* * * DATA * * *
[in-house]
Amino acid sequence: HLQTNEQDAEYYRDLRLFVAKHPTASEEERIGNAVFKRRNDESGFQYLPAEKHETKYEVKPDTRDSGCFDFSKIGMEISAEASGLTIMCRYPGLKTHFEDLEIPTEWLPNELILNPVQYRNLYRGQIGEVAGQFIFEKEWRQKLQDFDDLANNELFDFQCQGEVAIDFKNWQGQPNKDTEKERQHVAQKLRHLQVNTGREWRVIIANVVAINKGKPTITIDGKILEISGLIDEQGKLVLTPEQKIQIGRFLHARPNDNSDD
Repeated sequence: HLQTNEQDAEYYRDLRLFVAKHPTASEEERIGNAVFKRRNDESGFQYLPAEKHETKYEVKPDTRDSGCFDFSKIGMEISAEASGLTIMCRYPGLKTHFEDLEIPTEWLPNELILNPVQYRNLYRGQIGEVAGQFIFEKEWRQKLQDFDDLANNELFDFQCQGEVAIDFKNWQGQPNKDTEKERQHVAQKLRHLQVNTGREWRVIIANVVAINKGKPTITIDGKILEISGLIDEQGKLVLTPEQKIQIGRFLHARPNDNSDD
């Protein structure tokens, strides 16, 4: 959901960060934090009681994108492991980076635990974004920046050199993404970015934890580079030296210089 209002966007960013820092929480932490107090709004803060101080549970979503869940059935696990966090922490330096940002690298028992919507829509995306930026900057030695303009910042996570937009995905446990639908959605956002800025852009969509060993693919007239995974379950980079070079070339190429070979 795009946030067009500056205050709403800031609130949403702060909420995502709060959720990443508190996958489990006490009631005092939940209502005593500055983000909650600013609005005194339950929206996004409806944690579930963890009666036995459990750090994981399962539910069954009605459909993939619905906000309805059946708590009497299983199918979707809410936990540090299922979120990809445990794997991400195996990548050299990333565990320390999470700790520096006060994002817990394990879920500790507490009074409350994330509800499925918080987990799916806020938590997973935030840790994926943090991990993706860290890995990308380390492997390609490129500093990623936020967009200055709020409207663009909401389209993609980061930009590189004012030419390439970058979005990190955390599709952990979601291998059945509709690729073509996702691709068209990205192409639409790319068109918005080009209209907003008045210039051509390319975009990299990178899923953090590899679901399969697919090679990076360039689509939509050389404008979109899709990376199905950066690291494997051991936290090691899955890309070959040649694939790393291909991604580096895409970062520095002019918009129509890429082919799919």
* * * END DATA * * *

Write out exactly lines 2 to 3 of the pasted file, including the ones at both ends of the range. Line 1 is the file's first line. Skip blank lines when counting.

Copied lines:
Amino acid sequence: HLQTNEQDAEYYRDLRLFVAKHPTASEEERIGNAVFKRRNDESGFQYLPAEKHETKYEVKPDTRDSGCFDFSKIGMEISAEASGLTIMCRYPGLKTHFEDLEIPTEWLPNELILNPVQYRNLYRGQIGEVAGQFIFEKEWRQKLQDFDDLANNELFDFQCQGEVAIDFKNWQGQPNKDTEKERQHVAQKLRHLQVNTGREWRVIIANVVAINKGKPTITIDGKILEISGLIDEQGKLVLTPEQKIQIGRFLHARPNDNSDD
Repeated sequence: HLQTNEQDAEYYRDLRLFVAKHPTASEEERIGNAVFKRRNDESGFQYLPAEKHETKYEVKPDTRDSGCFDFSKIGMEISAEASGLTIMCRYPGLKTHFEDLEIPTEWLPNELILNPVQYRNLYRGQIGEVAGQFIFEKEWRQKLQDFDDLANNELFDFQCQGEVAIDFKNWQGQPNKDTEKERQHVAQKLRHLQVNTGREWRVIIANVVAINKGKPTITIDGKILEISGLIDEQGKLVLTPEQKIQIGRFLHARPNDNSDD